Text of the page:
Court dismisses developer’s suit over luxe Governors Island spa

Douglas Elliman agent and investor Stefano Farsura alleged he was frozen out of project

Douglas Elliman's Stefano Farsura with QC Terme
Douglas Elliman's Stefano Farsura with QC Terme (Kirsten Jordan, QC Spa, Getty)

A court dismissed a lawsuit from Stefano Farsura, after the Douglas Elliman agent and investor alleged he was frozen out of his investments in a luxury spa.

Italian spa business QC Terme partnered with Farsura in 2011 for an expansion to North America, starting with New York. Under the agreement, Farsura would hold a 22 percent minority stake in the business.

Farsura — a managing partner of real estate investment and development firm Colonnade Group and husband to former “Million Dollar Listing New York” cast member Kristen Jordan — brought QC Terme to Governor’s Island. The complaint said the developer secured engineers, local architects, lawyers and consultants, along with orchestrating the lease, receiving a $20 million tax credit, introducing investors to the project, and convincing the Landmarks Preservation Commission to vote in favor of approving the project.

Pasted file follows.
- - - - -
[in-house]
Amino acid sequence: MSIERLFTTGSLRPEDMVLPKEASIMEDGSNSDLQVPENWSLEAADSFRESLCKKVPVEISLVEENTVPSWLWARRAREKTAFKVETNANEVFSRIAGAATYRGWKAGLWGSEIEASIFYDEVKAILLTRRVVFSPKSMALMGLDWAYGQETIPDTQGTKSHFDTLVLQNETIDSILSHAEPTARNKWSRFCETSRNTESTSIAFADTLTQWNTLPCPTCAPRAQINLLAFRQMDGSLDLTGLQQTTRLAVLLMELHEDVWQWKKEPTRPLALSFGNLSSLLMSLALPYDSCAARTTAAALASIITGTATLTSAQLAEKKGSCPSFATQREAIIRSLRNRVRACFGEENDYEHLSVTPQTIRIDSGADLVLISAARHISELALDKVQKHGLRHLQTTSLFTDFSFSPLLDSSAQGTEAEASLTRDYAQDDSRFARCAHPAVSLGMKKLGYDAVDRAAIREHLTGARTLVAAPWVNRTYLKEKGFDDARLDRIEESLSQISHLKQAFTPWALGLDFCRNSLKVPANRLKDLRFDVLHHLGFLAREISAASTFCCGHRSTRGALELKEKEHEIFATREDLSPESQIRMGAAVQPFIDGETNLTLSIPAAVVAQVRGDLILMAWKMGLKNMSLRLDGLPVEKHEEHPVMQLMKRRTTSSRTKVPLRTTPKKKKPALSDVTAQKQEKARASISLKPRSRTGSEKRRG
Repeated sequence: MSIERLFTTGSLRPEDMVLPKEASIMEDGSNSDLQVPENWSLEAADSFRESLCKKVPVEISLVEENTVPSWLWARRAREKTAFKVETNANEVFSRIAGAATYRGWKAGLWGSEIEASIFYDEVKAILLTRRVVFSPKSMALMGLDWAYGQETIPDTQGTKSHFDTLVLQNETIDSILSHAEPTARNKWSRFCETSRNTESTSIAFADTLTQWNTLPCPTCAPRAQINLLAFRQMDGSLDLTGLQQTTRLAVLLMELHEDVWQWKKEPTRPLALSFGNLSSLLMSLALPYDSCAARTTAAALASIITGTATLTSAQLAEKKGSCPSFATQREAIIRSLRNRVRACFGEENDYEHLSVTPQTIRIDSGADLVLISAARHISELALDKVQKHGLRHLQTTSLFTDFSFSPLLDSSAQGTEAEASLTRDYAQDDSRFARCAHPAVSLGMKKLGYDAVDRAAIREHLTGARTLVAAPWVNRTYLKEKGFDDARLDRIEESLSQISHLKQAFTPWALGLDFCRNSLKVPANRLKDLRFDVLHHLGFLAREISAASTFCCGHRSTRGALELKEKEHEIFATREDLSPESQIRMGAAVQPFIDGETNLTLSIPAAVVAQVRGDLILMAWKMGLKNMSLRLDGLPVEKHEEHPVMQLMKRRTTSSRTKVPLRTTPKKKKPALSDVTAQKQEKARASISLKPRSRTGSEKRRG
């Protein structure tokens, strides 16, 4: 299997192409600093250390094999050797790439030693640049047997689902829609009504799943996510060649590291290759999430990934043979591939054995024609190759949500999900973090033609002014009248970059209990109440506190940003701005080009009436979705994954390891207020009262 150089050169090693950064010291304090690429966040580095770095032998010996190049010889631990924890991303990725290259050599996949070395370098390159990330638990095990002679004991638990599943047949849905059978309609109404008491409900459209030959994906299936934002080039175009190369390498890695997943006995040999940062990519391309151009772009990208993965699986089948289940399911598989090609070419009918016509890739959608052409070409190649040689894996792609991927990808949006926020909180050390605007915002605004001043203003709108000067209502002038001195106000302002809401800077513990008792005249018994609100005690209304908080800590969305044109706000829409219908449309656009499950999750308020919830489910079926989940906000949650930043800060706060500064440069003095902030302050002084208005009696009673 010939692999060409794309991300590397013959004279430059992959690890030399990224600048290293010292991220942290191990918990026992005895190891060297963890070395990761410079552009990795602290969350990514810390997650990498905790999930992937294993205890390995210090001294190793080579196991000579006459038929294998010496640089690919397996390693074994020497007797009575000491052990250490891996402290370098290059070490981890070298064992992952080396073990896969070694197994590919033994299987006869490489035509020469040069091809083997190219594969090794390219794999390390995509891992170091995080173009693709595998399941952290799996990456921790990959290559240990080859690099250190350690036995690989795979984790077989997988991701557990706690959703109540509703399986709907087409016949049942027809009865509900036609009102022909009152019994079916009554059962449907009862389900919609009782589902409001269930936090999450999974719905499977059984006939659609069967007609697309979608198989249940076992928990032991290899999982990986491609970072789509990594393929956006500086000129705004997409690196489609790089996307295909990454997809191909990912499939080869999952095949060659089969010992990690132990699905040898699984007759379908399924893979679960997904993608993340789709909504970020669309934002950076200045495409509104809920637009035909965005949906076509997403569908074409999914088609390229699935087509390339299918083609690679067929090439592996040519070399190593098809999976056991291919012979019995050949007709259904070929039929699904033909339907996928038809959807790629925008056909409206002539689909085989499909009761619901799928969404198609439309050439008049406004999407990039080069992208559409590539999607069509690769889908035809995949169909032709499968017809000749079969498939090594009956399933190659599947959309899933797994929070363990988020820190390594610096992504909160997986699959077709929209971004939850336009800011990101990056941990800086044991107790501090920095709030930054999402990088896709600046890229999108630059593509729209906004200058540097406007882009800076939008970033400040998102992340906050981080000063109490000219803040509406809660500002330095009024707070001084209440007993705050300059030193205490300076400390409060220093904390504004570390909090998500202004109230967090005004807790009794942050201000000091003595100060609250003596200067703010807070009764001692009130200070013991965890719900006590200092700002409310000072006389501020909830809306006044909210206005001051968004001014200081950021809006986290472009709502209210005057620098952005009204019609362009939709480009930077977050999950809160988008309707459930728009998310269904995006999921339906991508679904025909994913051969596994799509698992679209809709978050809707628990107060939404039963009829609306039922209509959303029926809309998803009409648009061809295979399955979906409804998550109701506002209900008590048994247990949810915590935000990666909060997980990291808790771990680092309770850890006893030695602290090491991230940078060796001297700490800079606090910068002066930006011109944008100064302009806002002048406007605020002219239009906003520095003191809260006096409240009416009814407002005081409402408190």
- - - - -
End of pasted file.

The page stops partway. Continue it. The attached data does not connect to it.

Farsura was not reimbursed for his efforts, according to the lawsuit, which was filed in New York Supreme Court in November 2021.

Things changed when private equity investor Whitebridge entered the picture and bought 47 percent of QC Terme’s worldwide business. The group insisted that QC Terme renegotiate Farsura’s 22 percent stake in the North American business.

“Instead of showing loyalty to Farsura, who had come on board when their North American expansion was nothing more than a pipe dream and shepherded the venture every step
of the way, QC Terme tried to change his deal from equity holder to salaried employee,” the complaint said.

Sign Up for the undefined Newsletter

Read more

When Farsura declined the change of terms, QC Terme denied that he was ever a stakeholder, and instead purchased all the valuable assets from the Delaware LLC jointly owned with Farsura, purported to dissolve the entity, and tried to cash Farsura out for pennies.

However in a series of motions filed Tuesday, largely against Farsura, the court denied QC Terme’s motion to dismiss the breach of contract claims.

Neither Farsura, his legal team nor QC Terme responded to requests for comment.

The Italian spa operator was the first commercial tenant on Governor’s Island, the Wall Street Journal reported in 2014, with plans to convert 80,000 square feet across three buildings. WWD reported the development hit a snag with the onset of the pandemic, which tanked QC Terme’s revenue from 91.5 million euros in 2019 to 39 million euros in 2020.

All told, the project’s first phase has yielded a $50 million redevelopment of military barracks. The location opened this spring, offering indoor and outdoor spaces for spa and wellness treatments a ferry ride away from the Financial District.